The United States on Wednesday refused to discuss rumors it had agreed to allow South Korea to extend its permitted ballistic missile range, according to a Yonhap News Agency report.
Recent South Korean media reports indicated the two longtime allies had struck a bargain that would permit Seoul to manufacture high-altitude missiles with ranges as high as 497 miles -- up from the 186-mile maximum flight distance authorized under an existing accord. There would reportedly be no change to the top allowed payload weight of 1,100 pounds.
"As you know, we continue to talk about bilateral security arrangements. We've made that clear here. I don't have anything new to report to you today on the missile side," State Department spokeswoman Victoria Nuland said to journalists.
A prominent South Korean lawmaker said the legislative National Assembly should decisively push back if the government in Seoul is denied the right to build ballistic missiles with ranges as great as roughly 620 miles, the Korea Times reported on Wednesday.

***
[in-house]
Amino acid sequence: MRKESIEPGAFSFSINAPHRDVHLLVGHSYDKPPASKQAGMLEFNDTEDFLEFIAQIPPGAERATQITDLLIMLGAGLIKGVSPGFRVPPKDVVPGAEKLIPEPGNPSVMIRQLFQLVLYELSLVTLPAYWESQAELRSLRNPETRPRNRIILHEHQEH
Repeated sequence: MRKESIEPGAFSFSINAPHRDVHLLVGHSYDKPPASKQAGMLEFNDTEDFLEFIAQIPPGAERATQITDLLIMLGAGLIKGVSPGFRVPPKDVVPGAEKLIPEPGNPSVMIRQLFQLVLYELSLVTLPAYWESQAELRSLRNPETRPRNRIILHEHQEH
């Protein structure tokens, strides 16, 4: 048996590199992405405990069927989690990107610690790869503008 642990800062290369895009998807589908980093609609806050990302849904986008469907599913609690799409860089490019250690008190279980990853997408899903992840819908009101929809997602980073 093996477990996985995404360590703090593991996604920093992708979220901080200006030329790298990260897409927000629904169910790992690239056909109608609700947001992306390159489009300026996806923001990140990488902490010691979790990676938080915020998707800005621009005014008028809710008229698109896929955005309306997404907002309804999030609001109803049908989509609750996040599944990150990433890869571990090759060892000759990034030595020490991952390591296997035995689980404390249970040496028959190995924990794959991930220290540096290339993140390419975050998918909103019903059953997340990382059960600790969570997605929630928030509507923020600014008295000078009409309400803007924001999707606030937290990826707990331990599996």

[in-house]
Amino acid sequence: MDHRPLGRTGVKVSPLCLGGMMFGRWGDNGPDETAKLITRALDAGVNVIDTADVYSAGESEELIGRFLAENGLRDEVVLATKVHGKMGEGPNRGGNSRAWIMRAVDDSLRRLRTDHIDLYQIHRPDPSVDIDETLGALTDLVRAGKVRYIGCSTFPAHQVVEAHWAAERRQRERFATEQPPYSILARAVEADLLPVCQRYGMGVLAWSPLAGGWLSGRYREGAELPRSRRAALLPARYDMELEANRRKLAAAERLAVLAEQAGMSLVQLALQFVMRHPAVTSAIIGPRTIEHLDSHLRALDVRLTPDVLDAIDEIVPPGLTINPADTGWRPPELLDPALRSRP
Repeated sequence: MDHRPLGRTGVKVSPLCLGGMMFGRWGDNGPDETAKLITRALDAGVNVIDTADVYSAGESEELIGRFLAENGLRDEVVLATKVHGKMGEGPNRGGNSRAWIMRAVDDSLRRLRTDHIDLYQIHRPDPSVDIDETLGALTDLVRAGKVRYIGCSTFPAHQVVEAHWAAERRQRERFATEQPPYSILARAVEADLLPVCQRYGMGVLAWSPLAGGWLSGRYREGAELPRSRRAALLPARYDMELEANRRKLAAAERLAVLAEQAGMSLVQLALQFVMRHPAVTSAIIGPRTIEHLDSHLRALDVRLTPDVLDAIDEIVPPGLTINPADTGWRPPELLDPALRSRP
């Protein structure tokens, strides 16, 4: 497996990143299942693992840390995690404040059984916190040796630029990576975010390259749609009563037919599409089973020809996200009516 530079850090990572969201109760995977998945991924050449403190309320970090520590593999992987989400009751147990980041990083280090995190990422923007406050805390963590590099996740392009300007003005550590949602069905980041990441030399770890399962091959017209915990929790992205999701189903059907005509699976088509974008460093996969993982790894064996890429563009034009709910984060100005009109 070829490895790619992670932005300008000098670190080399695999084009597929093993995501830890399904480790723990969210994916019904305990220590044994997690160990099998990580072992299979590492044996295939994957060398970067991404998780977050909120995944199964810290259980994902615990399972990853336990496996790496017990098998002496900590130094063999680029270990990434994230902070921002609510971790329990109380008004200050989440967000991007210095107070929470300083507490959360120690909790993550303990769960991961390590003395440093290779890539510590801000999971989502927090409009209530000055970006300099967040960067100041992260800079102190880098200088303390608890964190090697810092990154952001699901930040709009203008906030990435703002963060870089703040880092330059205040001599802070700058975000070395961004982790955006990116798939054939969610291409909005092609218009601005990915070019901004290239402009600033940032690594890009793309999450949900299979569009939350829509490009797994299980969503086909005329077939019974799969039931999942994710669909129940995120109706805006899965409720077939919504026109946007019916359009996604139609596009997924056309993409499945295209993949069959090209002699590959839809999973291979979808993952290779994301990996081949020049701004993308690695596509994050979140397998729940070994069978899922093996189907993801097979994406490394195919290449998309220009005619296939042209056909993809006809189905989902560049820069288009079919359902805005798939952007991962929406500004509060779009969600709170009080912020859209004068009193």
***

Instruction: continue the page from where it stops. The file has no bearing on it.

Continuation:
The current limiting ballistic missile rules are a "national disgrace," according to Representative Ahn Hong-joon, who heads parliament's foreign affairs panel.
"The missile guidelines touch on our sovereign right to self-defense," Ahn said, without giving specifics on what lawmakers should do if Seoul is denied the higher missile range.
"South Korea is a mature democratic country that will never launch an armed attack against neighboring countries unless it is provoked," Ahn said.
A National Assembly Research Service analysis issued on Tuesday says the missile restrictions do not adequately account for the current regional threat climate and possibly contravene South Korea's right of self-governance. The assessment also contends the ballistic missile restrictions are hindering South Korea's development of a space research sector, particularly in the design of solid-fueled rocket firing systems.